Treating Alcoholism With a Monthly Shot
Study: Counseling Plus Monthly Shot of Naltrexone Shows Promise
April 5, 2005 -- A monthly shot of the prescription drug naltrexone -- plus counseling -- could help reduce heavy drinking in people with alcoholism.
That's according to a new study in the April 6 issue of The Journal of the American Medical Association. The study was funded by Alkermes Inc., which makes naltrexone.
Naltrexone is already used to treat alcoholism. The monthly shot might be a more convenient approach than current daily oral doses, say the researchers, some of whom are Alkermes employees.
"Alcoholism is a serious disease that destroys lives. As we learn more about how the brain is affected by alcohol, we are discovering how best to provide treatment -- like adding a safe medication to counseling. A long-acting injectable, which eliminates the burden of daily pill taking, will open new doors for our patients and give hope to them and their families," says researcher Helen Pettinati, PhD, in a news release. Pettinati is a research professor in the University of Pennsylvania's department of psychiatry and the director or the treatment research division in the Center for the Study of Addictions.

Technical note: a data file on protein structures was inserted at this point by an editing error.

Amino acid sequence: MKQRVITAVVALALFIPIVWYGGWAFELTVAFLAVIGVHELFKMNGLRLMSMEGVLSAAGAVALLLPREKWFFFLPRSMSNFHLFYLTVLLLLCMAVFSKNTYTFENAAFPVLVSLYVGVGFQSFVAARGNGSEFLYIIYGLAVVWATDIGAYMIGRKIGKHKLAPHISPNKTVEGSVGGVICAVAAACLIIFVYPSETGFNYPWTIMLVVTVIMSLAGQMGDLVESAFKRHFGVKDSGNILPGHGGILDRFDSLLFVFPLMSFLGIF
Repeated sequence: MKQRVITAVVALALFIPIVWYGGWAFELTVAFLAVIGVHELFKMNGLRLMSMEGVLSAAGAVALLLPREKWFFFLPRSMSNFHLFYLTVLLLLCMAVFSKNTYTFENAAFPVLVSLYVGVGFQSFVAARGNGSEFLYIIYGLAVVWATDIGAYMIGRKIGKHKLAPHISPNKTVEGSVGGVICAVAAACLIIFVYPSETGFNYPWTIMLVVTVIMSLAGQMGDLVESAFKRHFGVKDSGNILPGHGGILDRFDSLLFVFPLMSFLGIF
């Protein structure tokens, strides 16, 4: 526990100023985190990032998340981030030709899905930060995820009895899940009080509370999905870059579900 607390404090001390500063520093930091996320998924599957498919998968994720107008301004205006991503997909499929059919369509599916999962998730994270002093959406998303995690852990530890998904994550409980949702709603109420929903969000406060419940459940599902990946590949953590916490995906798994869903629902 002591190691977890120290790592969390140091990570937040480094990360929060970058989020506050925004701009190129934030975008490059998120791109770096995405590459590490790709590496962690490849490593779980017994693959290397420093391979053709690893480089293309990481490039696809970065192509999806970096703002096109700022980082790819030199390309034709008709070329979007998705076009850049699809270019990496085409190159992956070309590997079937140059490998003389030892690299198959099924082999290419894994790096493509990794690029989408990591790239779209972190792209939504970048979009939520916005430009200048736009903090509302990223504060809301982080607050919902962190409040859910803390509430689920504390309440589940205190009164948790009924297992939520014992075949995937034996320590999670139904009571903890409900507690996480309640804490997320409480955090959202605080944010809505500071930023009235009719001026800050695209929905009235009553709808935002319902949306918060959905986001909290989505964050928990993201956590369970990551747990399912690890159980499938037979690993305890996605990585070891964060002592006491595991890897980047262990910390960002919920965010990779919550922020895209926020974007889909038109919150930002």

The news comes right before National Alcohol Screening Day. On April 7, more than 5,000 sites nationwide will offer free, anonymous screenings regarding alcohol use.
National Alcohol Screening Day is sponsored by several government agencies, including the National Institute on Alcohol Abuse and Alcoholism, a branch of the National Institutes of Health.
Alcoholism: A Chronic Disease
Alcoholism is the fourth leading cause of disability worldwide. In the U.S., it may contribute to more than 100,000 preventable deaths annually and is present in 4% of the adult population, the researchers, including James Garbutt, MD, of the University of North Carolina at Chapel Hill.
Alcoholism is increasingly viewed as a chronic disease that can be affected by genetics, social, and environmental factors, they note.
Treatment options include addiction counseling, behavioral approaches, self-help groups such as Alcoholics Anonymous, and medications.
"As with other chronic diseases, long-term comprehensive management strategies are necessary to achieve and sustain the benefits of alcohol dependence treatment," the researchers write.
Naltrexone was approved by the FDA in 1994 for treating alcohol dependence. The drug had been shown to reduce drinking frequency and the likelihood that people would relapse back into heavy drinking, say the researchers.
But naltrexone hasn't gotten widespread clinical use. That may be partly due to variations in treatment response -- which could be related to the drug's regimen, say Garbutt and colleagues.
Currently, patients take naltrexone orally every day. Sticking to a daily oral medication routine is a general problem in medicine (not just with alcoholism), write the researchers. They tried a different approach: long-acting monthly shots of naltrexone.